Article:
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off the track

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Away from one's objective, train of thought, or a sequence of events, It is often put as get or put or throw off the track, as in Your question has gotten me off the track, or The interruption threw Mom off the track and she forgot what she'd already put into the stew. This term comes from railroading, where it means “derailed.” Its figurative use was first recorded in 1875.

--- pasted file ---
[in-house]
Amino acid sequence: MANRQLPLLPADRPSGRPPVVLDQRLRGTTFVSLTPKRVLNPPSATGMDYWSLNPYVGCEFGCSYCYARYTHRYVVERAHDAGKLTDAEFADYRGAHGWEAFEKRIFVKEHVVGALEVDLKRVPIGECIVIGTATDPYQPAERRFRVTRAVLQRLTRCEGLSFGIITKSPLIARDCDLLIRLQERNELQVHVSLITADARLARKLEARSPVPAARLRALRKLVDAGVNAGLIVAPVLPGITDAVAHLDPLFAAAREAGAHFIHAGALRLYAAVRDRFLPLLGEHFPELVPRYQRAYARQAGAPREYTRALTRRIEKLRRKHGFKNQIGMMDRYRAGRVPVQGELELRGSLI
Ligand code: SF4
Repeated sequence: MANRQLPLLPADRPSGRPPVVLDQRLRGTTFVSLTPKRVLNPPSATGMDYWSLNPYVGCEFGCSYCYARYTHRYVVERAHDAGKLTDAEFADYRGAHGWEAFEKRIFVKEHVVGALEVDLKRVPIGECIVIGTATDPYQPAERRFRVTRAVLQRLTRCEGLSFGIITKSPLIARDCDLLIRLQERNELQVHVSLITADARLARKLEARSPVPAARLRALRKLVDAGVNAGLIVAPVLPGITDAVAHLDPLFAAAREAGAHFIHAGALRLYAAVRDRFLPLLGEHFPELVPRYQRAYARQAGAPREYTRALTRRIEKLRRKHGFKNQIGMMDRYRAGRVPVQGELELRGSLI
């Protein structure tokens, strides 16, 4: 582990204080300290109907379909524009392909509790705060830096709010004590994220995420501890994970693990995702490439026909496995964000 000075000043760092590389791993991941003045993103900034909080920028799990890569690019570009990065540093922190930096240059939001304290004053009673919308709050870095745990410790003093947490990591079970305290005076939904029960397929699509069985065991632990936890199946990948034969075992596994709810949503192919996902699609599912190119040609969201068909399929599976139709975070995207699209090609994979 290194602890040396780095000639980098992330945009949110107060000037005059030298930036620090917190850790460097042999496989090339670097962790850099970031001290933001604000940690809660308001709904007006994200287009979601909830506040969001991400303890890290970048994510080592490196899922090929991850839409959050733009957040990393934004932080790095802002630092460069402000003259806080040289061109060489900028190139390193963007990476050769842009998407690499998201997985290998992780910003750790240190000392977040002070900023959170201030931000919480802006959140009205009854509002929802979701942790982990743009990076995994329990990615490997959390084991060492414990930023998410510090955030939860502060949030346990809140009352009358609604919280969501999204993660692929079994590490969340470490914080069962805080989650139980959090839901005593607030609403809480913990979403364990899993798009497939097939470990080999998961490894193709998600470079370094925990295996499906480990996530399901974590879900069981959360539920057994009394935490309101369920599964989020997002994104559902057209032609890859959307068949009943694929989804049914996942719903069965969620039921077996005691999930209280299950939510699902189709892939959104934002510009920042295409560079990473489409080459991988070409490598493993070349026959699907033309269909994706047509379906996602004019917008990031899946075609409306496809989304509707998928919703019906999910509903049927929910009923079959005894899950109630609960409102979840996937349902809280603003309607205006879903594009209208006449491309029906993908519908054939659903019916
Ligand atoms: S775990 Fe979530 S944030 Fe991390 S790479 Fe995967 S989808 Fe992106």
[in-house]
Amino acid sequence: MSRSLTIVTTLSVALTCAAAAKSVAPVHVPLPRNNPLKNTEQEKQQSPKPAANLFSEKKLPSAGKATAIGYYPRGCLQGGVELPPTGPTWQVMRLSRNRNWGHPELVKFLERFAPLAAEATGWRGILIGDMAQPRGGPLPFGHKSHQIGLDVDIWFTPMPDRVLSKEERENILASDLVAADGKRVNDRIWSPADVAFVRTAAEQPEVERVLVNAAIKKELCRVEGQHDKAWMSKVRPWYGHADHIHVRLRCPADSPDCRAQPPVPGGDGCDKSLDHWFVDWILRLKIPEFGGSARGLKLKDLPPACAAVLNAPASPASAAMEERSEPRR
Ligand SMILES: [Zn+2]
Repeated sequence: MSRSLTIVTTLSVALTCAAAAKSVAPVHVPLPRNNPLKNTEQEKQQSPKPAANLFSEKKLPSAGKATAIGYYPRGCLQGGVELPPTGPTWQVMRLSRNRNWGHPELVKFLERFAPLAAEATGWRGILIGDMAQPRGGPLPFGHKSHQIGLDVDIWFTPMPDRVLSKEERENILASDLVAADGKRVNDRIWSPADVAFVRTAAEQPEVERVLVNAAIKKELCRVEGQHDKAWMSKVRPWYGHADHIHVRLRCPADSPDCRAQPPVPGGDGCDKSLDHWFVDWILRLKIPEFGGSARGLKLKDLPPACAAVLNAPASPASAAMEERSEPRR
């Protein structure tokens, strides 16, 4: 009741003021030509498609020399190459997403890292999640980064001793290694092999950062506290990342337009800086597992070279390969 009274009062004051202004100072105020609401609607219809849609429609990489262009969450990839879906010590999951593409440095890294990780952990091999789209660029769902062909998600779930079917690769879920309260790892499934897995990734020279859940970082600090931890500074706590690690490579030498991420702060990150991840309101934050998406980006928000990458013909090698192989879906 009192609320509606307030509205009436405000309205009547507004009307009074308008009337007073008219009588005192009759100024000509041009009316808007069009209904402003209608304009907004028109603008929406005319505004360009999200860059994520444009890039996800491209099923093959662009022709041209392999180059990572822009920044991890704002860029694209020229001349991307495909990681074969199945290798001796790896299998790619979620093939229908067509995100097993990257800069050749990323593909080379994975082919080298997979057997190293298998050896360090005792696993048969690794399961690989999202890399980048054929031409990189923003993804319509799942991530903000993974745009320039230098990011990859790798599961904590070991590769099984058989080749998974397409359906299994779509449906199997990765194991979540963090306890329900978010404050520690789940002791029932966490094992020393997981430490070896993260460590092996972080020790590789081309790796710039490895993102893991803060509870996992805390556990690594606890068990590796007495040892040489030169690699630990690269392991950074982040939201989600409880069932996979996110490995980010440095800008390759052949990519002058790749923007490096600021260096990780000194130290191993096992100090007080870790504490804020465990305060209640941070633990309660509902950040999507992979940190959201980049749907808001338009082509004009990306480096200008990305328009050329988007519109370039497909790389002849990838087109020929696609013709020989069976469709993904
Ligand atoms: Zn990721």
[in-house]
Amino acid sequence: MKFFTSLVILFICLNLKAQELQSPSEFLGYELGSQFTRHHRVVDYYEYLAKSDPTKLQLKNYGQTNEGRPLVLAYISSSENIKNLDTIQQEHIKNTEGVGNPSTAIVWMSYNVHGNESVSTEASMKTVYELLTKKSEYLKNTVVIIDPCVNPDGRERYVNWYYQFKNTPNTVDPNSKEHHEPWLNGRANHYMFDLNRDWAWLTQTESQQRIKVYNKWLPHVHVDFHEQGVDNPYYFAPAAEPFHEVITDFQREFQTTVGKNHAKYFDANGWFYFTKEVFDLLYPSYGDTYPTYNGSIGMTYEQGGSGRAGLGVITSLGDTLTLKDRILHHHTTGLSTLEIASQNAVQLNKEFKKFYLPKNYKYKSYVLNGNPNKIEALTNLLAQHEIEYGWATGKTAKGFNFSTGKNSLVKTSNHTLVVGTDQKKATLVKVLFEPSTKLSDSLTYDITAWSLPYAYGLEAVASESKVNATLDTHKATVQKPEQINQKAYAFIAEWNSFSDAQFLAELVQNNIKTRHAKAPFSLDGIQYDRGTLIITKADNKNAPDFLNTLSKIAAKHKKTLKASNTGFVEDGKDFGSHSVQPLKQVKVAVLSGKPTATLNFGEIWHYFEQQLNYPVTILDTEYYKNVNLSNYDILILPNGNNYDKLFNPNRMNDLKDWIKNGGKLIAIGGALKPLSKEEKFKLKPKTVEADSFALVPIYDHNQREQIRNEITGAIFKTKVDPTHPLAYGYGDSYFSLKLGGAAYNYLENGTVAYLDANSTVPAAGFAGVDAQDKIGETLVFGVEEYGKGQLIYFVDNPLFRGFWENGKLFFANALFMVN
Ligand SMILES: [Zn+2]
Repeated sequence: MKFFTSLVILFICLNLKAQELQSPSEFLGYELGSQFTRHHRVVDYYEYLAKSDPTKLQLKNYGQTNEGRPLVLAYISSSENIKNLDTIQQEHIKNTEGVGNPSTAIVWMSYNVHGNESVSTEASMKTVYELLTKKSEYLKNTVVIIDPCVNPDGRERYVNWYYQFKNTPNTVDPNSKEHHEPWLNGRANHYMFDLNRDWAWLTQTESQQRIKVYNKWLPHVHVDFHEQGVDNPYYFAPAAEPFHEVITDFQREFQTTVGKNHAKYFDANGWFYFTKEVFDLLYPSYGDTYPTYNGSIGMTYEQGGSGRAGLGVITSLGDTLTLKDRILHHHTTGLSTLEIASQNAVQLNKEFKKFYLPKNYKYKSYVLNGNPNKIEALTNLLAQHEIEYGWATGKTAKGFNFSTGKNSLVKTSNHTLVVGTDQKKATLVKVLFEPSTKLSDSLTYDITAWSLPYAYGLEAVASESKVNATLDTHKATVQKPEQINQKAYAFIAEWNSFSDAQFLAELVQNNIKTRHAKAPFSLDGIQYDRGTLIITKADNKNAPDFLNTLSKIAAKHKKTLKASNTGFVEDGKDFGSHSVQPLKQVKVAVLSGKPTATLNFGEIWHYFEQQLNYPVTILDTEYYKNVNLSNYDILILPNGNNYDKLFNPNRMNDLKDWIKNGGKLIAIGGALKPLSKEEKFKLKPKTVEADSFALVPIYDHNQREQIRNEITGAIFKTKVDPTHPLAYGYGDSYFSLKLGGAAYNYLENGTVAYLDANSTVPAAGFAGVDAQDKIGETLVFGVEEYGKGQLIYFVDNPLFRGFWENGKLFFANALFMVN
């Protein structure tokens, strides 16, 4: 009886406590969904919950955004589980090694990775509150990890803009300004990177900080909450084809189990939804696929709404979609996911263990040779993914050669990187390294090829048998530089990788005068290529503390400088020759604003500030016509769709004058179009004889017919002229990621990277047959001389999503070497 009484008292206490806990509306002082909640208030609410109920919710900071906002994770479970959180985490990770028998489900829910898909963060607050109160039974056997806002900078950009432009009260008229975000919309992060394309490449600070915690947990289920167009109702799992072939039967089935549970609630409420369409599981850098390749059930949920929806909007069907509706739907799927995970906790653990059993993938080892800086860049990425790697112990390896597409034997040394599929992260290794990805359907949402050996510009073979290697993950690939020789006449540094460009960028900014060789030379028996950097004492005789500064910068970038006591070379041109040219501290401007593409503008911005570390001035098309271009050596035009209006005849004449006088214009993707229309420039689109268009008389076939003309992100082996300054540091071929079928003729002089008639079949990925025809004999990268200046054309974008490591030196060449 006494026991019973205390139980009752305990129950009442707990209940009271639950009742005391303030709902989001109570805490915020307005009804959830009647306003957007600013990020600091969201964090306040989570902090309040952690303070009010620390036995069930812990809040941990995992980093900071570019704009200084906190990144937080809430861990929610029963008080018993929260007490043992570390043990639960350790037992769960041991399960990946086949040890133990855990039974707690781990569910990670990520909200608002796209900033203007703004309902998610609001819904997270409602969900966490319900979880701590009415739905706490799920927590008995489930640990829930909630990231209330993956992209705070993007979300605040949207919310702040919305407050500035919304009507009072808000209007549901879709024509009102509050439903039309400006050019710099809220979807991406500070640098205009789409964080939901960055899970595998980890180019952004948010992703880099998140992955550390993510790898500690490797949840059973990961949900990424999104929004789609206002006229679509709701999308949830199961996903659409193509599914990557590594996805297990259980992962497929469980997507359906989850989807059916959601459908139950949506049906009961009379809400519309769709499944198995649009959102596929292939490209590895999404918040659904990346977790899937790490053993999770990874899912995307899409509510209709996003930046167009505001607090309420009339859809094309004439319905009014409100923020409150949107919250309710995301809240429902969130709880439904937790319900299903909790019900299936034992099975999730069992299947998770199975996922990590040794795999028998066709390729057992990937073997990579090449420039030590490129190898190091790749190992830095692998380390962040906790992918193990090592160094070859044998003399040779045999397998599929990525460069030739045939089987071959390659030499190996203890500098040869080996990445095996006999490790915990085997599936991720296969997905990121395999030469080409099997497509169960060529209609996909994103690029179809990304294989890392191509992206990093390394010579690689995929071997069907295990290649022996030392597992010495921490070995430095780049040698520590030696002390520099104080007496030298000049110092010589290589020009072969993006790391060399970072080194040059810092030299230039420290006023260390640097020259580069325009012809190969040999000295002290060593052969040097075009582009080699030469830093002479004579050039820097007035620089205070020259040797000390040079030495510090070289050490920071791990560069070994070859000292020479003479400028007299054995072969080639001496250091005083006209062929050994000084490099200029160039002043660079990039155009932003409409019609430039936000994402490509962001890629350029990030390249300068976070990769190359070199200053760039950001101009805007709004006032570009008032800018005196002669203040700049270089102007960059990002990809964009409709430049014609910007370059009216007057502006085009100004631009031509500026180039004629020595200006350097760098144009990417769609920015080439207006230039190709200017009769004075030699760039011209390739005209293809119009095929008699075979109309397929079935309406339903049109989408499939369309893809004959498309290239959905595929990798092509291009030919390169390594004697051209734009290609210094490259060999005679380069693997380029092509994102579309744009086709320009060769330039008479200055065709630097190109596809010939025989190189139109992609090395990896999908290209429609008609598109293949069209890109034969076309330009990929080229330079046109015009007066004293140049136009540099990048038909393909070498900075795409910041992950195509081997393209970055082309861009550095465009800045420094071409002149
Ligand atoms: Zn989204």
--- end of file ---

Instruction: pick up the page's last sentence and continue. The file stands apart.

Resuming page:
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The verb tenses can be split into which 3 primary categories?

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The American Heritage® Idioms Dictionary Copyright © 2002, 2001, 1995 by Houghton Mifflin Harcourt Publishing Company. Published by Houghton Mifflin Harcourt Publishing Company.

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